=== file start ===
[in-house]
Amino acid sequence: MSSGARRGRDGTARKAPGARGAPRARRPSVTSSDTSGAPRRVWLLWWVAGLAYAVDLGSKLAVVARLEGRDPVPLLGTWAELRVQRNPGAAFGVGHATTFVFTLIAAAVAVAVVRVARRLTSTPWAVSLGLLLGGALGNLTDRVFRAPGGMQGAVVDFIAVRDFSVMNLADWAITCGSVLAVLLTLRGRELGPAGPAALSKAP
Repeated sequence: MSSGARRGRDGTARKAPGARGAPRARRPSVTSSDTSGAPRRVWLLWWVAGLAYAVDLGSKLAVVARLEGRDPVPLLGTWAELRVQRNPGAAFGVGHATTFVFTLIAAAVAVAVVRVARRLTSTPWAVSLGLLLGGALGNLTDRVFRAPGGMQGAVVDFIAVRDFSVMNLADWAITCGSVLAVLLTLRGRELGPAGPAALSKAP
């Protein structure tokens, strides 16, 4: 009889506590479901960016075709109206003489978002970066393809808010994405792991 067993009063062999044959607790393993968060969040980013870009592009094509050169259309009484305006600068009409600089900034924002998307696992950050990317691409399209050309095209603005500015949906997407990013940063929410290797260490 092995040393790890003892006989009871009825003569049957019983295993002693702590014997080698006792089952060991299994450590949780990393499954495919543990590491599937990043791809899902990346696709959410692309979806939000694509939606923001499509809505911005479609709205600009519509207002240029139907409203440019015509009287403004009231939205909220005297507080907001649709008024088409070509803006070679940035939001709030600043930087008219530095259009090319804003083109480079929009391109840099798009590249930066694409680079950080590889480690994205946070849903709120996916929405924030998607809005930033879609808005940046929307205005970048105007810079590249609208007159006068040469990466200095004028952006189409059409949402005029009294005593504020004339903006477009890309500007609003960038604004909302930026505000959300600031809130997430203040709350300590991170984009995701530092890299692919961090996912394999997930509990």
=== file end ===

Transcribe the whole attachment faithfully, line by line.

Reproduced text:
[in-house]
Amino acid sequence: MSSGARRGRDGTARKAPGARGAPRARRPSVTSSDTSGAPRRVWLLWWVAGLAYAVDLGSKLAVVARLEGRDPVPLLGTWAELRVQRNPGAAFGVGHATTFVFTLIAAAVAVAVVRVARRLTSTPWAVSLGLLLGGALGNLTDRVFRAPGGMQGAVVDFIAVRDFSVMNLADWAITCGSVLAVLLTLRGRELGPAGPAALSKAP
Repeated sequence: MSSGARRGRDGTARKAPGARGAPRARRPSVTSSDTSGAPRRVWLLWWVAGLAYAVDLGSKLAVVARLEGRDPVPLLGTWAELRVQRNPGAAFGVGHATTFVFTLIAAAVAVAVVRVARRLTSTPWAVSLGLLLGGALGNLTDRVFRAPGGMQGAVVDFIAVRDFSVMNLADWAITCGSVLAVLLTLRGRELGPAGPAALSKAP
């Protein structure tokens, strides 16, 4: 009889506590479901960016075709109206003489978002970066393809808010994405792991 067993009063062999044959607790393993968060969040980013870009592009094509050169259309009484305006600068009409600089900034924002998307696992950050990317691409399209050309095209603005500015949906997407990013940063929410290797260490 092995040393790890003892006989009871009825003569049957019983295993002693702590014997080698006792089952060991299994450590949780990393499954495919543990590491599937990043791809899902990346696709959410692309979806939000694509939606923001499509809505911005479609709205600009519509207002240029139907409203440019015509009287403004009231939205909220005297507080907001649709008024088409070509803006070679940035939001709030600043930087008219530095259009090319804003083109480079929009391109840099798009590249930066694409680079950080590889480690994205946070849903709120996916929405924030998607809005930033879609808005940046929307205005970048105007810079590249609208007159006068040469990466200095004028952006189409059409949402005029009294005593504020004339903006477009890309500007609003960038604004909302930026505000959300600031809130997430203040709350300590991170984009995701530092890299692919961090996912394999997930509990």